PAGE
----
CBI extensions often contain important terms which, perhaps because CBI extensions are often a “bolt on” to property policies, are undefined. It is important in assessing insurers’ exposure to consider applicable sub-limits e.g. for “named” or “direct” suppliers as opposed to “unnamed” or “indirect” because insureds usually have higher sub-limits for Named counterparties. Problems arise when they are not accurately described (for example referring to a particular company when it is actually a subsidiary or associated company which is in contract with an insured). Problems also arise in defining what proximity of relationship is required for a “direct” supplier when that is not defined. Is it a key supplier? One which is in direct contract with the insured? Or via a direct chain of contracts albeit via intervening parties?

Policy terms that do not fit

One of the problems with CBI cover arises from the fact that the underlying policy terms are designed to deal with the consequences of damage to the insured’s property and may not be as well suited to damage to a third party’s property. For example, the policy may impose an obligation on the insured to mitigate its loss. How can the insured do so when they have no control over and potentially no knowledge of the process and timeline of third party repairs?

The policy may also contain a “Precautions to Prevent Loss” clause, under which the insured must use reasonable precautions to prevent loss, destruction or damage to the property insured by the policy. Arguably this clause is rendered useless in the context of a CBI loss.

Concerns for the Aajuster

A CBI loss may pose interesting legal questions in relation to the wording of the policy, but often it presents a significant challenge to the adjuster as well. Following the incident on Varanus Island, those adjusting CBI claims had no access to the site of the property damage. This made it difficult for them to comment on the time-line of repair or to assess the appropriateness of decisions taken by the insured (themselves ignorant of repair timelines) on additional expense intended to avert BI losses.

Even if information is available, adjusters may also find themselves constrained by the fact that information relevant to the adjustment may be commercially sensitive (i.e. contract prices) and the insured may be prevented or limited in what they can pass on due to confidentiality obligations.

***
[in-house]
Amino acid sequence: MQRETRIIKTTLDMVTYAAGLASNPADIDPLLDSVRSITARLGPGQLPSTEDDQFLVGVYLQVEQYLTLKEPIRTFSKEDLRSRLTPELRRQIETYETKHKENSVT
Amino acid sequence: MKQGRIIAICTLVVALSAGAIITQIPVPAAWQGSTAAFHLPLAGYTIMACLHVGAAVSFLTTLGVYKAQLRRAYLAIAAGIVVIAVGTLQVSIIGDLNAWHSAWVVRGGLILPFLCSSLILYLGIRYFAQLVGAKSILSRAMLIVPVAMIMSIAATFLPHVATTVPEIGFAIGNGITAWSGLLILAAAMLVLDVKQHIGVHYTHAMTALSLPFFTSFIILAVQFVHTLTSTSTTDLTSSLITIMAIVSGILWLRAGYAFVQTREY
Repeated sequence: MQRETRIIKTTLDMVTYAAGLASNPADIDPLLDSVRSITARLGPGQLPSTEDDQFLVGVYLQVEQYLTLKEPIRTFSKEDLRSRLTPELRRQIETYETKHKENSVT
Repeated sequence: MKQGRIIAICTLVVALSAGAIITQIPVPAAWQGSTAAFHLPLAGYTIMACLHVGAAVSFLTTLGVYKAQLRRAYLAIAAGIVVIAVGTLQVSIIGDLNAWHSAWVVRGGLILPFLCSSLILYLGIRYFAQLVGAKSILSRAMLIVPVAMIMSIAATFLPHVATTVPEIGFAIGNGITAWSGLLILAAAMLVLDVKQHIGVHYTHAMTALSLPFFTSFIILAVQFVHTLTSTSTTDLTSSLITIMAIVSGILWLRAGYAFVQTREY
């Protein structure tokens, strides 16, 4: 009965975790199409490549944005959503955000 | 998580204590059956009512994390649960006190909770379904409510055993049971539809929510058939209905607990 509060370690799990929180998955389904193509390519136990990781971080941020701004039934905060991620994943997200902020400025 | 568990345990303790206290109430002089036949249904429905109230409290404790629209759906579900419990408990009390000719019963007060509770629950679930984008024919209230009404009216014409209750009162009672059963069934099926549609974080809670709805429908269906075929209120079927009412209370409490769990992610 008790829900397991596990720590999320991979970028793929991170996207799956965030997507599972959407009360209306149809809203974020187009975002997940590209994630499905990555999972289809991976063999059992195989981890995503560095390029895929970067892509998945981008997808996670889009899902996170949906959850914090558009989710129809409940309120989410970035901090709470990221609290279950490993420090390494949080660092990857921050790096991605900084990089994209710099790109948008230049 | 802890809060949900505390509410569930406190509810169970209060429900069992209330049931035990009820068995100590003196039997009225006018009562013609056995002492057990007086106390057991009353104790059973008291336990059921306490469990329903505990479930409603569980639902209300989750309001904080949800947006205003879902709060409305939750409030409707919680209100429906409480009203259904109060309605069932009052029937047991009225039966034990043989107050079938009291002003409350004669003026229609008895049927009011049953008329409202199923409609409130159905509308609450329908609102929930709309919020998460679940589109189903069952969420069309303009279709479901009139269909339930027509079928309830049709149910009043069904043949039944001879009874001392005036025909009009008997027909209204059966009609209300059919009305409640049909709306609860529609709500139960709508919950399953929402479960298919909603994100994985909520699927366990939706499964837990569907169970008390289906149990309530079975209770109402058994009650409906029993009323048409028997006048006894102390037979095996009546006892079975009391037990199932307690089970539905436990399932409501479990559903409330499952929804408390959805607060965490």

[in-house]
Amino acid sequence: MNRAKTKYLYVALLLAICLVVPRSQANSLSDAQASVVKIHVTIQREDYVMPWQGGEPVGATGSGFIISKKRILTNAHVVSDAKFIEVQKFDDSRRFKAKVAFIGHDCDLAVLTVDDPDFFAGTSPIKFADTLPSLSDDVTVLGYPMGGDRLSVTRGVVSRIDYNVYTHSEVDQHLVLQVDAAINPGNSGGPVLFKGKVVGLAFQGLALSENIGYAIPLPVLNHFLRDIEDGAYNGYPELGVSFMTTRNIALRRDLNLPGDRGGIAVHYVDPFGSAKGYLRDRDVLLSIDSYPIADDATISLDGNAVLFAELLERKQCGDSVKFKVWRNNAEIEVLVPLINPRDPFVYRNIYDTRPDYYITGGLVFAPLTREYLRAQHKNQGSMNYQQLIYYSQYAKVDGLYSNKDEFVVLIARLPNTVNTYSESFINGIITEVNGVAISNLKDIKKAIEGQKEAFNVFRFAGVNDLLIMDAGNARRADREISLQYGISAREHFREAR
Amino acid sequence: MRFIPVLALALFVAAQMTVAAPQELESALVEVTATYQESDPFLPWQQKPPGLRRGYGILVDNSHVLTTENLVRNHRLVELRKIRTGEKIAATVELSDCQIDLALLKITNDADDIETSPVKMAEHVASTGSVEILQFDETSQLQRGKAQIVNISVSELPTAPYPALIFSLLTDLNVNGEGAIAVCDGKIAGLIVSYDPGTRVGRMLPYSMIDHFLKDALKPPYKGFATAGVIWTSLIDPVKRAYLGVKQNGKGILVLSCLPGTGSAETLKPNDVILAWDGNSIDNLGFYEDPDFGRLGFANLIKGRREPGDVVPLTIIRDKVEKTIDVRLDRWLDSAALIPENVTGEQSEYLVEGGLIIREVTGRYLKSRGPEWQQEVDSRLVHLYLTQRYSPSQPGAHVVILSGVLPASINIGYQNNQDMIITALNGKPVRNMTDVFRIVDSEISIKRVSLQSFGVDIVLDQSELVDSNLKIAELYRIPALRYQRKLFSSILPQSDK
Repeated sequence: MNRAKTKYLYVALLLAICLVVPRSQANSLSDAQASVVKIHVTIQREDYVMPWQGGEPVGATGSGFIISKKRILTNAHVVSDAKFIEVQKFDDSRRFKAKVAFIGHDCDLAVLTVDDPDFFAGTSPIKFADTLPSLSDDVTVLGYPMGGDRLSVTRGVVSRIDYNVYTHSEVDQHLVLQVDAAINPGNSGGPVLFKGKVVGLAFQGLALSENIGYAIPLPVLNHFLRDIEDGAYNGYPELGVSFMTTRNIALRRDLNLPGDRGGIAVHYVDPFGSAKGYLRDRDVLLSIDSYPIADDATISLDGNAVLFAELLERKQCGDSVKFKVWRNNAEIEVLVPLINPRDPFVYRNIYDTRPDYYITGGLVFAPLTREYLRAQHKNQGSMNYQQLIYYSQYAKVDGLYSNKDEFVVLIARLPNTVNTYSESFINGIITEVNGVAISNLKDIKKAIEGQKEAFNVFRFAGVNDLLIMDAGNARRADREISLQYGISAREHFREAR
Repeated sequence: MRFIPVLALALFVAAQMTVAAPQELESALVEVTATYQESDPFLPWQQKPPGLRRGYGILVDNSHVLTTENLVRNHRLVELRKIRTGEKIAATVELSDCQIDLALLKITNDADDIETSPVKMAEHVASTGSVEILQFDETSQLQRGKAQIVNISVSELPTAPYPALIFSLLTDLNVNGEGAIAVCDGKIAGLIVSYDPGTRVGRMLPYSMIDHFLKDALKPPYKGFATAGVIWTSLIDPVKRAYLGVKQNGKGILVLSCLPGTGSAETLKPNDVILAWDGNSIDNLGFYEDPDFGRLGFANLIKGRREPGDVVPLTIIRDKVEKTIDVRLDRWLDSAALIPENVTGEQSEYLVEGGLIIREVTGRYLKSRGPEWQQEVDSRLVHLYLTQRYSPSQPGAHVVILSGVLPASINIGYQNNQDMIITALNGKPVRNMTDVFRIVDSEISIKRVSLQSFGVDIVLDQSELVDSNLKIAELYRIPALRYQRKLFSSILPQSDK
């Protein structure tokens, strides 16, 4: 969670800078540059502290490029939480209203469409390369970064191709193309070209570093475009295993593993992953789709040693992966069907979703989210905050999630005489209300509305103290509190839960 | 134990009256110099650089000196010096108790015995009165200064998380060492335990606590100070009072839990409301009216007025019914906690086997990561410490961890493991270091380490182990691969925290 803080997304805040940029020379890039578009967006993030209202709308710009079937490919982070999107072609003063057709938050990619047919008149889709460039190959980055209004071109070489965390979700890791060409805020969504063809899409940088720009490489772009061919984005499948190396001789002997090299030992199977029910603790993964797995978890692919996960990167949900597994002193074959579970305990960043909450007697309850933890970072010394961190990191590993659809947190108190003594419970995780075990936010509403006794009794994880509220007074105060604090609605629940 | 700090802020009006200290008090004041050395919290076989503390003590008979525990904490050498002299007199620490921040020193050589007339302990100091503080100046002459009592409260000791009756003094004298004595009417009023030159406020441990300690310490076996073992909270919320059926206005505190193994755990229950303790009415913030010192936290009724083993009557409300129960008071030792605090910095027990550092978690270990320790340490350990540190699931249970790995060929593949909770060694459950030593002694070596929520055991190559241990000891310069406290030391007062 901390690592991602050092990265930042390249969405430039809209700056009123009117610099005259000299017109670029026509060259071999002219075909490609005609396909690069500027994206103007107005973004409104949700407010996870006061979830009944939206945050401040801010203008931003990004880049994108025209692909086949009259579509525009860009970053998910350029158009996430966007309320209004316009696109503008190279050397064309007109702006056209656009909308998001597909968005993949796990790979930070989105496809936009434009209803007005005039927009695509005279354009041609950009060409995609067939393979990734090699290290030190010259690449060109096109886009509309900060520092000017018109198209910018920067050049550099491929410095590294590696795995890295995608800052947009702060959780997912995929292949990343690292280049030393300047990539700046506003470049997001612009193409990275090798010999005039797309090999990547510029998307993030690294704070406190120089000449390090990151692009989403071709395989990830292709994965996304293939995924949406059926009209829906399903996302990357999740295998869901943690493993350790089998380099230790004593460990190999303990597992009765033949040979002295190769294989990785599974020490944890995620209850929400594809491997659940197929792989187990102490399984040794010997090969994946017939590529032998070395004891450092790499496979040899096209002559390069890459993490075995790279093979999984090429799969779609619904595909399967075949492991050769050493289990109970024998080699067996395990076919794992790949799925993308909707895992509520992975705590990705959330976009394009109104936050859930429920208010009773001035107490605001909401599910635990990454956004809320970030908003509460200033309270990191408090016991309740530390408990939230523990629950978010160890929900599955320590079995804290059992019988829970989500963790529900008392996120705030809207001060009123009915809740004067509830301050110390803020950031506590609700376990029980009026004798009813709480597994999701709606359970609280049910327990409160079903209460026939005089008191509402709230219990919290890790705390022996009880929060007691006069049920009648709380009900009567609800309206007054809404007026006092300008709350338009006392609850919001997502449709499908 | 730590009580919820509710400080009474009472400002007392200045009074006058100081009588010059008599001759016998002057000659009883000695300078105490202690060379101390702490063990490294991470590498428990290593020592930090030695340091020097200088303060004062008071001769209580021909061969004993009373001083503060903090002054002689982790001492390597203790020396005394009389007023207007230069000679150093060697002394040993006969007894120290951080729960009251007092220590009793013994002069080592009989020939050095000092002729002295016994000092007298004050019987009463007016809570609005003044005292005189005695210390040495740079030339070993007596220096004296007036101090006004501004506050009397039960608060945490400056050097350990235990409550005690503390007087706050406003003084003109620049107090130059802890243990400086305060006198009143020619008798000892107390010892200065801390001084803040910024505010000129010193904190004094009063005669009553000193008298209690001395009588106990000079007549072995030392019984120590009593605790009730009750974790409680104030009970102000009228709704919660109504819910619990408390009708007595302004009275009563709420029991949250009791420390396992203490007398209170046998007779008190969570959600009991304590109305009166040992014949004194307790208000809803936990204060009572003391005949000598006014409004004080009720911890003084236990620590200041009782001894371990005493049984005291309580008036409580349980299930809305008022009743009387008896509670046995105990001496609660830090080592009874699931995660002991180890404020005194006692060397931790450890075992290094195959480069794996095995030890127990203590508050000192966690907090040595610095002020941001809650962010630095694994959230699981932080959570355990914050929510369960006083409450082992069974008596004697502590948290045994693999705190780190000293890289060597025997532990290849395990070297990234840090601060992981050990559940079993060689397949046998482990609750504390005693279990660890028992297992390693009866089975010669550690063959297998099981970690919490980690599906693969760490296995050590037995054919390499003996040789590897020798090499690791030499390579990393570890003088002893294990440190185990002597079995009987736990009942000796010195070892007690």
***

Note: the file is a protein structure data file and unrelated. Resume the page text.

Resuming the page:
Contract pricing raises another relevant consideration in the adjustment of a CBI loss. We are all aware of the importance of “causation”. With the potential for commercial disputes over the price of products supplied to the insured and actions they may take that could affect and indeed increase the loss they suffer, adjusters must consider if the chain of causation has been broken, so as to minimise the insurable loss under the policy. We must always return to the question, was the insured’s loss caused by the relevant damage, rather than some extraneous cause such as a contractual dispute between supplier and insured, or insured and customer.

CBI potential in the wake of Japan

If a CBI loss arising from the incident is reported to insurers, obviously the potential operation of exclusions such as those relating to earthquake, tsunami, or nuclear risks will have to be considered. However, in addition, the terms of the relevant extensions and the chain of causation must also be reviewed. Insurers should look at what has actually caused the supplier (be it direct or otherwise) to cease or reduce supply to the insured.

There is also a serious issue to be considered (as it must be in any Property/BI loss involving widespread devastation) regarding the correct application of the “other circumstances” clause when looking at adjustments to “Standard Turnover” while assessing BI losses. What must be assumed not to have occurred? The peril? Or the damage to the third party’s property relevant to the operation of the CBI extension? The law on that issue is uncertain in many of the world’s premier “insurance law” jurisdictions.